At the 2013 SEC meetings Texas A&M president R. Bowen Loftin was asked go give a statement about their old arch rival the Texas Longhorns. Bowen responded with, “I don’t have to make it anymore, it’s not relevant to us anymore, that’s the whole point. It’s not an important issue.” (sbnation.com) Now that statement can be interpreted in several ways, and most will probably assume that he basically was saying that Texas isn’t relevant to Texas A&M any longer.
When the Aggies left the Big 12 to move to the SEC and that ultimately ended the rivalry with Texas, many wondered if it would ever be renewed. The comments from Loftin make it appear that any chance of that rivalry resurfacing anytime soon is a longshot, and it’s actually a bad thing for college football. Texas A&M struck gold their first season in the SEC with a Heisman winner and victory over eventual national champion Alabama, but truth be told Texas has dominated the rivalry winning 76 times and only losing 37. For Texas A&M to act like they can’t be bothered to play them is a bit misguided.
The rivalry is still high stakes even though both teams are in different conferences because the are both fighting for many of the same recruits in the fertile Texas talent pool. The Longhorns have been getting a lions share of the best recruits out of Texas for years, and Texas A&M feels that with the SEC behind them they will be able to change that dynamic. Texas A&M is a hot program right now and many are predicting them to win the national championship this coming season, but it remains to be seen if the Aggies will be able to maintain this type of standard for the long haul. Not playing Texas gives A&M the opportunity to make it seem as if they have a better program since they have joined the SEC, but playing rivalries on the field has always been the best way to see if a program is superior.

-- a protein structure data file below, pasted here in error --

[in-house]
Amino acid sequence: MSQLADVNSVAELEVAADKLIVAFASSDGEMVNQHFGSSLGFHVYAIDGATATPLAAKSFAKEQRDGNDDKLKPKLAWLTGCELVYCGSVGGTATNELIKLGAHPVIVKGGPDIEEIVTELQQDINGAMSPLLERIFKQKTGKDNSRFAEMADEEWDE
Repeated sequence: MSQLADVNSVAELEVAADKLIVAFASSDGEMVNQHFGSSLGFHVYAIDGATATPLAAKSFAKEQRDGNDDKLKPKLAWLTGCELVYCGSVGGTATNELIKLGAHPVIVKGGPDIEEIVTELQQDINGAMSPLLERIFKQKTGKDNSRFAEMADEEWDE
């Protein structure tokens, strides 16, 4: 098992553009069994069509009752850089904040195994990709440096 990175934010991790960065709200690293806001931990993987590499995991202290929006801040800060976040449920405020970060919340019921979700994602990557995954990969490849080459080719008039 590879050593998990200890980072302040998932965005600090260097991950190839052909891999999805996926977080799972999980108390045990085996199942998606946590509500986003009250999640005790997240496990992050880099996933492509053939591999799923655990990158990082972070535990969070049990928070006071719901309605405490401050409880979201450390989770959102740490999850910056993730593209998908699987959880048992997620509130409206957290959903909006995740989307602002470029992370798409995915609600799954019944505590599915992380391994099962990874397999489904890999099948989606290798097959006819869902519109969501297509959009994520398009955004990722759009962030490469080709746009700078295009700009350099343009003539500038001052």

Texas A&M has opted out of playing it’s biggest rival, and has elected instead to play college football politics. The fact that their president doesn’t think that it’s an important issue anymore shows that the Aggies have taken the mentality of many other college football programs and made it all about the money. Ironically that’s the primary reason A&M wanted to leave the Big 12 was because Texas started making it all about the money, and now they are just following suit. The fact that Texas has their own network still shows who the more relevant program is, and the Aggies can get lost in the SEC shuffle if they aren’t careful.